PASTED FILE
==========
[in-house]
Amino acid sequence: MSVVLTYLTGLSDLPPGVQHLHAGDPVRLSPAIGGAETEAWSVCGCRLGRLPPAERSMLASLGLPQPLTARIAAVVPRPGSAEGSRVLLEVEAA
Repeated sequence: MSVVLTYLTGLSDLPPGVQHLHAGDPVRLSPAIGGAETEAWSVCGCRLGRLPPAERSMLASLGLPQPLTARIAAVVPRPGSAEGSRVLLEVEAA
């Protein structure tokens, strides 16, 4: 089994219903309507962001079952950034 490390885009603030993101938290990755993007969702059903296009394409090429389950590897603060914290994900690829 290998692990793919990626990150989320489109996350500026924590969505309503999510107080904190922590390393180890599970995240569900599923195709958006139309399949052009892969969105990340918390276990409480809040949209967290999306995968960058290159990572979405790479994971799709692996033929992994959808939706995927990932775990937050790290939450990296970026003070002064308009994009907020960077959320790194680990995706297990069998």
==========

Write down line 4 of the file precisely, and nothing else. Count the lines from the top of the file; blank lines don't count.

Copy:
């Protein structure tokens, strides 16, 4: 089994219903309507962001079952950034 490390885009603030993101938290990755993007969702059903296009394409090429389950590897603060914290994900690829 290998692990793919990626990150989320489109996350500026924590969505309503999510107080904190922590390393180890599970995240569900599923195709958006139309399949052009892969969105990340918390276990409480809040949209967290999306995968960058290159990572979405790479994971799709692996033929992994959808939706995927990932775990937050790290939450990296970026003070002064308009994009907020960077959320790194680990995706297990069998």